Earth Day, Every Day: Members make conservation progress possible

Earth Day, Every Day: Members make conservation progress possible

Conservation Northwest / Apr 22, 2019 / Members

Our goal is to make each Earth Day wilder than the last. Will you join us?

Our members give us the support to keep the Northwest wild! Join today and receive membership benefits, including exclusive invites to special events! Photo: Keiko Betcher
by matthew coomer, membership and operations associate

At Conservation Northwest, we’ve worked to protect, connect, and restore wildlands and wildlife for 30 years. For us, every day is Earth Day. Through our decades of saving and cherishing our rich natural heritage, our members gave us the support to make all of our conservation progress possible.

Together, we’ve protected hundreds of thousands of acres of native habitat, from saving popular recreation areas where the Cascades meet the Salish Sea, to restoring old forests in the Cascades and across the wildlands of northeast Washington. This work reflects our core belief that healthy ecosystems are essential to thriving communities for all people. Our Sagelands Heritage Program (SHP) showcases this commitment: it aims to maintain, restore and connect central Washington’s expansive shrub-steppe through close collaboration with local communities and Tribal Nations.

Thanks to the support of our members, programs like this work toward connected wildland corridors around the state. As threats like climate change intensify, it’s more important than ever that wildlife have safe havens and the freedom to move between them and adapt.

Our team also reconnects habitat fragmented by roadways like Interstate 90 by championing wildlife crossings that keep both animals and drivers safe. Elk, mule deer, and other animals are using these lifelines on I-90, and our members came together in full force to help fund the first undercrossing on Highway 97. These connections work in concert with our habitat restoration and conservation projects to protect and connect our region’s wild landscapes.

Hikers enjoy the view from Oyster Dome on Blanchard Mountain, where Conservation Northwest helped saved a forest, beloved to recreationists and wildlife, from logging. Photo: Anna Hogenson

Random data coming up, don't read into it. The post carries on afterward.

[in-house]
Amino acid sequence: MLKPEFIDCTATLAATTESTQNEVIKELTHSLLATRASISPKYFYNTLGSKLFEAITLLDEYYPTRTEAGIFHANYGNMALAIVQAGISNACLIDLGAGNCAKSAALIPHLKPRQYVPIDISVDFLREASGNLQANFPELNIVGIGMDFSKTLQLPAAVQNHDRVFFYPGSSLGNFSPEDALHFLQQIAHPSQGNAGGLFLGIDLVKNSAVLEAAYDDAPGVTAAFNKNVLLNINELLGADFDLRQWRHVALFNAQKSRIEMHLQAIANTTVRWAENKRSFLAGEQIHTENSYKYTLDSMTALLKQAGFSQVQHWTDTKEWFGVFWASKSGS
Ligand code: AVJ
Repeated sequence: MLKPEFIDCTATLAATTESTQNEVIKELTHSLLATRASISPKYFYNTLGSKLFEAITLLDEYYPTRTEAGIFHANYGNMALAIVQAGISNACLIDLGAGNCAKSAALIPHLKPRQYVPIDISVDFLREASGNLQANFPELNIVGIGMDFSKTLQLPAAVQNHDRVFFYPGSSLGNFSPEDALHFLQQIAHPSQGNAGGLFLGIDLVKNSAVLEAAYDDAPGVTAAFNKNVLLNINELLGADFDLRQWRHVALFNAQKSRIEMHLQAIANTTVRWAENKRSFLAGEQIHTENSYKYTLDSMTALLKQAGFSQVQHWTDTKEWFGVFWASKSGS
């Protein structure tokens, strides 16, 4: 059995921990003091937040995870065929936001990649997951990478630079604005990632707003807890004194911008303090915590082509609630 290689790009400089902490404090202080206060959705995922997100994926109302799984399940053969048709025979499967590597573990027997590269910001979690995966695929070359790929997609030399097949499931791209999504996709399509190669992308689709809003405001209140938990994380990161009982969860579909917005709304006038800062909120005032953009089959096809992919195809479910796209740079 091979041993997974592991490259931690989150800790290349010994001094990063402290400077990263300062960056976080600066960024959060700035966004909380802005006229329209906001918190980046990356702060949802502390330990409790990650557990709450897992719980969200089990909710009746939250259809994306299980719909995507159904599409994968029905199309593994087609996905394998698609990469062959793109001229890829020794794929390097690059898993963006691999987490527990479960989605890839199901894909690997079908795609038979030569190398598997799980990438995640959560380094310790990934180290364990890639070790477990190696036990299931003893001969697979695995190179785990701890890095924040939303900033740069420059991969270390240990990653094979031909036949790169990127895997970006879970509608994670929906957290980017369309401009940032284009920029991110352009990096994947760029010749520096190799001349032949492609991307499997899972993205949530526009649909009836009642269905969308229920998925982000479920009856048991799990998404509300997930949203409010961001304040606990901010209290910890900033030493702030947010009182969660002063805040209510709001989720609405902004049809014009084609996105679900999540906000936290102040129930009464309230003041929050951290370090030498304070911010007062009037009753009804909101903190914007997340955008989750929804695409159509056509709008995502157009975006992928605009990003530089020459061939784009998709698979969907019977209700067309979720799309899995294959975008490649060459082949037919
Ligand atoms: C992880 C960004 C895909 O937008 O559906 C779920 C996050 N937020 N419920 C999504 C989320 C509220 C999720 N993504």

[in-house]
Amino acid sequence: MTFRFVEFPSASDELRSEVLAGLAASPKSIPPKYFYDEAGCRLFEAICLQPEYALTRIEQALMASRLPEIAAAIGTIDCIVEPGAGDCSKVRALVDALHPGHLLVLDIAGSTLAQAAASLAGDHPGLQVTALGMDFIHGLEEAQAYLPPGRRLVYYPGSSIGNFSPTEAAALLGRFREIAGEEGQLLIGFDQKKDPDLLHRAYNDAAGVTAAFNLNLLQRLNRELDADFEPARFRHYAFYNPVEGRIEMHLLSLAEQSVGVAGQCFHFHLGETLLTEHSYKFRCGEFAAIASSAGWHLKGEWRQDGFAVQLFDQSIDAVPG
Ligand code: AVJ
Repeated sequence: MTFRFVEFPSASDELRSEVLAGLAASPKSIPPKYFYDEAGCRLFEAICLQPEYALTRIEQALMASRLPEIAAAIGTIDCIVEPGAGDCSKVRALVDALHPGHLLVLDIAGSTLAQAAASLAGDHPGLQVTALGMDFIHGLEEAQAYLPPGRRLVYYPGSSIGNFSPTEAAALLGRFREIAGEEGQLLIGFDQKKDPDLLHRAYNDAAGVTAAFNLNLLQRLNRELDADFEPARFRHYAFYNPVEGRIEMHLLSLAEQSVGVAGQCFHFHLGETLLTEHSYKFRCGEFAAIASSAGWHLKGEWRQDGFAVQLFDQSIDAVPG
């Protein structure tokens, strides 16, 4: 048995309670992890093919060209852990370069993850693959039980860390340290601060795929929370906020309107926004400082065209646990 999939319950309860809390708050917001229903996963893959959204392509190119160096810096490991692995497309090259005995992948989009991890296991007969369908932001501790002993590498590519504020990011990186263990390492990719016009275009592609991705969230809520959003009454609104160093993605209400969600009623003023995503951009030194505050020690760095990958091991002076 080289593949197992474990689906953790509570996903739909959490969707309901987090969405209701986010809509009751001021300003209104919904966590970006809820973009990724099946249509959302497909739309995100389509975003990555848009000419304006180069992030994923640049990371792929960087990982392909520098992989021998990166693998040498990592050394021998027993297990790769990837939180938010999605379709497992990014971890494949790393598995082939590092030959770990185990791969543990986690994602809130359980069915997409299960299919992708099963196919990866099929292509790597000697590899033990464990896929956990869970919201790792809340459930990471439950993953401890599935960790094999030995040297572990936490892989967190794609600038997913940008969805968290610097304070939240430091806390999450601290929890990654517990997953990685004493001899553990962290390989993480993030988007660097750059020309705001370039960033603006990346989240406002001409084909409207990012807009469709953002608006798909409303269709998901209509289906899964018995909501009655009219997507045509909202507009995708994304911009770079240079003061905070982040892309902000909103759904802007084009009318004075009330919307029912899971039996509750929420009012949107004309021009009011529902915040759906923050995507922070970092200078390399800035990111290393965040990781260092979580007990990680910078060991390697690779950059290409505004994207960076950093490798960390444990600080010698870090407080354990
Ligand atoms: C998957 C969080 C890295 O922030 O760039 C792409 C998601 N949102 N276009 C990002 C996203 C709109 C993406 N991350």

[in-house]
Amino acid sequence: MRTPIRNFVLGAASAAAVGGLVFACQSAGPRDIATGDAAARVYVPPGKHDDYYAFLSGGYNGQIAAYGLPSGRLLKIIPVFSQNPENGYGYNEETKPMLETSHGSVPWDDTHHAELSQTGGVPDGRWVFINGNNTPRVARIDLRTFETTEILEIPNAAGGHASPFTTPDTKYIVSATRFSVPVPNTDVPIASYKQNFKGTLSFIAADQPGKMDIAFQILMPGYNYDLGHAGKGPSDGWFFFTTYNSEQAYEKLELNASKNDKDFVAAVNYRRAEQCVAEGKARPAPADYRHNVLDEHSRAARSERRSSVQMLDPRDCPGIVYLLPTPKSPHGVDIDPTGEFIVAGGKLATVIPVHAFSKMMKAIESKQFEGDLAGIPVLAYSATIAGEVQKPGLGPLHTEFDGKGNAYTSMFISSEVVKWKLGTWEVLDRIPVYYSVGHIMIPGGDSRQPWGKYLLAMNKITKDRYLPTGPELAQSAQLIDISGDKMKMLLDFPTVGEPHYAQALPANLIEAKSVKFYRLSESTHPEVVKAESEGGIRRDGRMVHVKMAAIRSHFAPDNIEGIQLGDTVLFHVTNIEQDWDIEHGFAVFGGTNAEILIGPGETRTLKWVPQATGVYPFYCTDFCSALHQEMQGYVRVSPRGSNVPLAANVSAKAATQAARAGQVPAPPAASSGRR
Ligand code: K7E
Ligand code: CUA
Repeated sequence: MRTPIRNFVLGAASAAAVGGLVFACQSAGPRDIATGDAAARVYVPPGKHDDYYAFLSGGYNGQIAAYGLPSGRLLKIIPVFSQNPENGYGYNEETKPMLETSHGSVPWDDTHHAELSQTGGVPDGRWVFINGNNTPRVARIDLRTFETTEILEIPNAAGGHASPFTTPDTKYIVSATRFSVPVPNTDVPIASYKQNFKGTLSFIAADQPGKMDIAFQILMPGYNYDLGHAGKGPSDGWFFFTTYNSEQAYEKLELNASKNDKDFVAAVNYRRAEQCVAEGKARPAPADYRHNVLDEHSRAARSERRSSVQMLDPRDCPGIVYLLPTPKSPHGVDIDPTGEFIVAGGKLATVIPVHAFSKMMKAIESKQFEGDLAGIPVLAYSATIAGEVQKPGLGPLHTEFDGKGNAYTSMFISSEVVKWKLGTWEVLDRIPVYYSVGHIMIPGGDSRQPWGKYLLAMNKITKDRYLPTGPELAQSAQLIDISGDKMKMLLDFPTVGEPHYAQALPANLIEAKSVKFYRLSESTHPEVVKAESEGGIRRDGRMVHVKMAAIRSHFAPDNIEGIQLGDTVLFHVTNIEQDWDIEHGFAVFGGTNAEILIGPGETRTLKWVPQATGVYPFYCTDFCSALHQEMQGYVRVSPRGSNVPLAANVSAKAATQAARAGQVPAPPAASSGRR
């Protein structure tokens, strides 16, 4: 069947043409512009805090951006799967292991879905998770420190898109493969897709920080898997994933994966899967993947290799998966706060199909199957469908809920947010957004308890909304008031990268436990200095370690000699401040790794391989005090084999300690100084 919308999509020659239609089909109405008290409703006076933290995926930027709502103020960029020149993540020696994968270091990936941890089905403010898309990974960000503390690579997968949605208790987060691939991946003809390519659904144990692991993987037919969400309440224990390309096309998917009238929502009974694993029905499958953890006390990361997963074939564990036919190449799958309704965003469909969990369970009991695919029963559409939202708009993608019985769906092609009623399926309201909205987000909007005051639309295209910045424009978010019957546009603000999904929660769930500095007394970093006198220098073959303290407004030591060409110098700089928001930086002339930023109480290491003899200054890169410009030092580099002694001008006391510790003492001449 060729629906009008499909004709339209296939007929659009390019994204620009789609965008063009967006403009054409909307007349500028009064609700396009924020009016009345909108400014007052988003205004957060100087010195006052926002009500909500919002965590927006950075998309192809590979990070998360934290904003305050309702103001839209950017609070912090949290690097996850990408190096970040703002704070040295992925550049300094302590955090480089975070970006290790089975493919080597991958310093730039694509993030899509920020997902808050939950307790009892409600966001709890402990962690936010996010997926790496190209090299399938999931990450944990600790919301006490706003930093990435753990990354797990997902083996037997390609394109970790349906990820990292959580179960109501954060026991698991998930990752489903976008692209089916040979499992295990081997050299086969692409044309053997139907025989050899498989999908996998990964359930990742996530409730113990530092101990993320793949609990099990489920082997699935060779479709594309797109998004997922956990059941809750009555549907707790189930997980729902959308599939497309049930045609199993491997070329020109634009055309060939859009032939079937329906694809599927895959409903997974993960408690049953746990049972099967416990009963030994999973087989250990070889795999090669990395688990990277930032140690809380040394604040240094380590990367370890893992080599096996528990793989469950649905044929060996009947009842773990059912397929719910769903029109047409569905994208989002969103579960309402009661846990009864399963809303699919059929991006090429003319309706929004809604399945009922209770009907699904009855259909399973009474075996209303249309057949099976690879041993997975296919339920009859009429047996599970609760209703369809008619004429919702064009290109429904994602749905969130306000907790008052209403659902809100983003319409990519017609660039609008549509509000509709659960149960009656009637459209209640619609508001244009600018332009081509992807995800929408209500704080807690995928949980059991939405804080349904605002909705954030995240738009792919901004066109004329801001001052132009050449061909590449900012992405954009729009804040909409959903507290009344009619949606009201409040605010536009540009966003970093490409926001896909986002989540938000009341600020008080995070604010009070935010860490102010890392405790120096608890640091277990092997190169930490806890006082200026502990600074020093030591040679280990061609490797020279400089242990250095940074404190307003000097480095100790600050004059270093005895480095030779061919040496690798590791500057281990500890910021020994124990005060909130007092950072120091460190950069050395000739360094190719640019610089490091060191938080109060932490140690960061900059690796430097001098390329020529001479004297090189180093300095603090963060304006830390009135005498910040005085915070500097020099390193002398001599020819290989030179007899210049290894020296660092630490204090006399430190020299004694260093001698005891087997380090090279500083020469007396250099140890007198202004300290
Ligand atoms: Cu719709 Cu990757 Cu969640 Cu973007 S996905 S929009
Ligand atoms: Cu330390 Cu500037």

Our Sagelands Heritage Program protects and connects shrub-steppe habitat for critters like the endangered pygmy rabbit. Photo: Chase Gunnell

Our community gives us the support we need to restore iconic wildlife including wolves, fishers and other threatened and endangered species. Thanks to our many dues-paying members, we are able to lead the Citizen Wildlife Monitoring Project—one of the nation’s largest such citizen science programs, working to harness the energy of volunteers to track wildlife and inform conservation efforts.

We’re also on the ground restoring landscapes that many species and communities depend on through efforts like the Central Cascades Watershed Restoration program. These diverse projects succeed because our members believe in Conservation Northwest’s vision for a wilder future.

For the past 30 years, we’ve succeeded in keeping the northwest wild, thanks to your help. But to continue our strategic, innovative approach to conserving our northwest heritage in the face of a rapidly changing environment, we need more support.

We welcome anyone to give and join the Conservation Northwest community, where we know that the health of the land and the health of people are forever linked. Full membership and access to our online activism platform is only $25 on Earth Day, and it’s just one click away! And thank you to all of our members for helping us make every day Earth Day since 1989.

Help us make each Earth Day wilder than the last by joining Conservation Northwest as a member today!
Citizen Wildlife Monitoring Project volunteers Christine Phelan and Kristian Boose in the North Cascades on a regular wolverine camera check. Our CWMP is powered by more than 100 volunteers each year! Photo: Phelan Boose